Defending Free Expression

Without freedom of expression, there can be no meaningful literature. Without literature, there can be no real freedom of expression.

The basic principle of Pen Greece is  Defending freedom of expression.

Today, in Greece, the freedom of expression is non-negotiable, a basic principle of the Greek democracy, since according to article 11 of the Greek Constitution “Every person has the right to freedom of expression. This right  includes freedom to hold opinions and to receive and impart information and ideas without interference by public authority and regardless of frontiers.

Over the years, however, freedom of expression has not remained intact, nor has its existence been undisturbed.

During the seven years 1967-1974, the principle of freedom of expression was catalyzed and led to sad, dangerous and unacceptable impacts for all those who tried to raise their voices against the very existential power of the Greek Republic.

PEN Greece, following the  PEN charter,  aspires to become a helper of all those who have a voice against any bad texts, whether they concern the Greek space or the world. To highlight problems that can be identified and concern the deprivation of free expression, ie the free movement of spiritual and moral values, to point out those responsible for a possible upset of balances and the overthrow of freedoms, considering from the outset freedom of expression as the greatest social good.

A freedom that is synonymous with democracy, the avoidance of authoritarian powers but also cultural creation.

A cornerstone for the existence of many rights in all the democracies of the world and, above all, the main axis of balance of intellectual creation is the freedom of expression, that  may not be directly endangered nowadays but it is always endangered by the complacency that lurks in modern societies.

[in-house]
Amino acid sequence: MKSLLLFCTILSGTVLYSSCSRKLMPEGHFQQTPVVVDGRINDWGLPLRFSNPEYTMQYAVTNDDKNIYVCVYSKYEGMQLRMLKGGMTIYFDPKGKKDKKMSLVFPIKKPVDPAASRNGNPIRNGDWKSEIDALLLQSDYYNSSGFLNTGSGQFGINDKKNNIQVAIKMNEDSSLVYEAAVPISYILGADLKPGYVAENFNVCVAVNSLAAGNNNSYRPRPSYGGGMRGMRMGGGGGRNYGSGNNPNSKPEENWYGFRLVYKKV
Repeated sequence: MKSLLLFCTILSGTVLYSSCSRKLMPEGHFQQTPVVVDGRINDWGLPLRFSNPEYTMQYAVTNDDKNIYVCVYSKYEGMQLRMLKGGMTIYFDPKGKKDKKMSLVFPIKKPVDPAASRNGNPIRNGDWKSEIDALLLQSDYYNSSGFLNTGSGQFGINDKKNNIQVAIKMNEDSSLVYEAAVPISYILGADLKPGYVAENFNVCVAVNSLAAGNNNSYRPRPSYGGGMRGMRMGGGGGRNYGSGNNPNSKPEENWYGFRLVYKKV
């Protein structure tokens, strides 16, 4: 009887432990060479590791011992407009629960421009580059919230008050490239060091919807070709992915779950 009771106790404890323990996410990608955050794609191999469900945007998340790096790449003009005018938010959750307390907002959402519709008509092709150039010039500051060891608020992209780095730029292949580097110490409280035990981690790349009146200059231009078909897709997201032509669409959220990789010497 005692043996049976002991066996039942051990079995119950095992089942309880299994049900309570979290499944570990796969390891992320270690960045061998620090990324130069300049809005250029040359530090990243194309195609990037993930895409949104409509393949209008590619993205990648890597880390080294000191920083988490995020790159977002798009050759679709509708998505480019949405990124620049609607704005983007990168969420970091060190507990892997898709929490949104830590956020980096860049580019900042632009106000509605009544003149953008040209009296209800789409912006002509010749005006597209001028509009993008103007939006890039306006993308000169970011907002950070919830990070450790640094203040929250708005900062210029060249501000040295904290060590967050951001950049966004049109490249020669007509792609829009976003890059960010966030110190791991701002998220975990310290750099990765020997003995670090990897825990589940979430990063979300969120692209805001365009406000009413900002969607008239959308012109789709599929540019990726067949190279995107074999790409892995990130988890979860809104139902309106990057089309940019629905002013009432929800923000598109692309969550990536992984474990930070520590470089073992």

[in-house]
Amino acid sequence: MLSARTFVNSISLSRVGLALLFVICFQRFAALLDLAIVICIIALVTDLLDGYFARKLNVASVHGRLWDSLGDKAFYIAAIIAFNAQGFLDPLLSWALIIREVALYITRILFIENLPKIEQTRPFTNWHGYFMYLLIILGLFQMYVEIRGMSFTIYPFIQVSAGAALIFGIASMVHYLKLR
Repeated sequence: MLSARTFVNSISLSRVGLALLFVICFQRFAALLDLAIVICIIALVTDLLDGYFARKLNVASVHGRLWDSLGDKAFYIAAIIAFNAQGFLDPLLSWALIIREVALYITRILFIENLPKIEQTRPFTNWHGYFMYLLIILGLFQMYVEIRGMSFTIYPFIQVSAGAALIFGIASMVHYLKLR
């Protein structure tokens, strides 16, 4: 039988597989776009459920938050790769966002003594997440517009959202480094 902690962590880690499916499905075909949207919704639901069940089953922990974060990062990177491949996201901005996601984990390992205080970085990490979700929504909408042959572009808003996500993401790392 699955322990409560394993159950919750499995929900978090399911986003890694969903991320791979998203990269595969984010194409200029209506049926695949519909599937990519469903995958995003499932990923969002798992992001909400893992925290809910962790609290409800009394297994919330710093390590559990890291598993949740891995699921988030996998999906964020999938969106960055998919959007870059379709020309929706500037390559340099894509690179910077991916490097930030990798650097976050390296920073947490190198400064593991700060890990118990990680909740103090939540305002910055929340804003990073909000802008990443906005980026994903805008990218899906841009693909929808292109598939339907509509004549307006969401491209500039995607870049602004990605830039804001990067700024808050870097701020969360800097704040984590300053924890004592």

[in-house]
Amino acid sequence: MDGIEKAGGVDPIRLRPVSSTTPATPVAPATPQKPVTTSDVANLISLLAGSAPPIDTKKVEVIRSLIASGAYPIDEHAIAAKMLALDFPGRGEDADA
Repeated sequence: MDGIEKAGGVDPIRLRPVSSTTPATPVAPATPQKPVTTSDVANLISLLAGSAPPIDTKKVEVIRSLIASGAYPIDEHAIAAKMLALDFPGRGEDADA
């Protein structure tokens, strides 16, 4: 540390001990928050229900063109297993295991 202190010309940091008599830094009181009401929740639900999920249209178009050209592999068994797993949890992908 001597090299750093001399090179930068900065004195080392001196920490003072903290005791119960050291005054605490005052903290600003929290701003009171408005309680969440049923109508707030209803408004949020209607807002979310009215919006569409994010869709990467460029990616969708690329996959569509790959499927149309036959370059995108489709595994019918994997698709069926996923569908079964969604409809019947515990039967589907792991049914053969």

In several countries, freedom of expression is not an absolute right. Writers, journalists and intellectuals are being prosecuted and face severe prison sentences.

At PEN Greece we defend the right to expression as a supreme asset and we are aware of the need to disseminate the problems identified worldwide, so that we can become an obstacle on any of its plots.

Tessy Baila, 8th October 2021  

 

How is PEN different from other freedom of expression organisations?

 
There are a number of differences. First, PEN International is a membership organisation: that is, our members, via PEN Centres wordwide, always inform the work we do. Therefore the connection between the international office and the Centres is very strong. Although the international office is the hub of the organsiation, setting strategy and coordinating activities, it is not more important than any one Centre; we are all equal.
 
Second, we campaign for freedom of expression and uphold literature as a force of world culture at the same time. We don’t believe it is possible to have a vibrant literary culture without freedom of expression: the two go hand in hand.
 
Third, we define ‘freedom of expression’ in a slightly different way from our colleagues elsewhere. For us, it means the right to have your voice heard (whether as text or speech) across languages and cultures; the right to an education; and the right to read as much as the right to write. These core principles are expressed through the various campaigns, projects, programmes and events that PEN International supports every year.
 
Finally, our definition of a ‘writer’, as well as the people we support (particularly in our campaigning work) is all-inclusive: a writer, for us, can be a novelist, poet, journalist, academic, publisher, translator, blogger, biographer, playwright, etc. – in short, it refers to anyone involved with the written or spoken word. This broad definition is what truly makes us the worldwide movement that we are.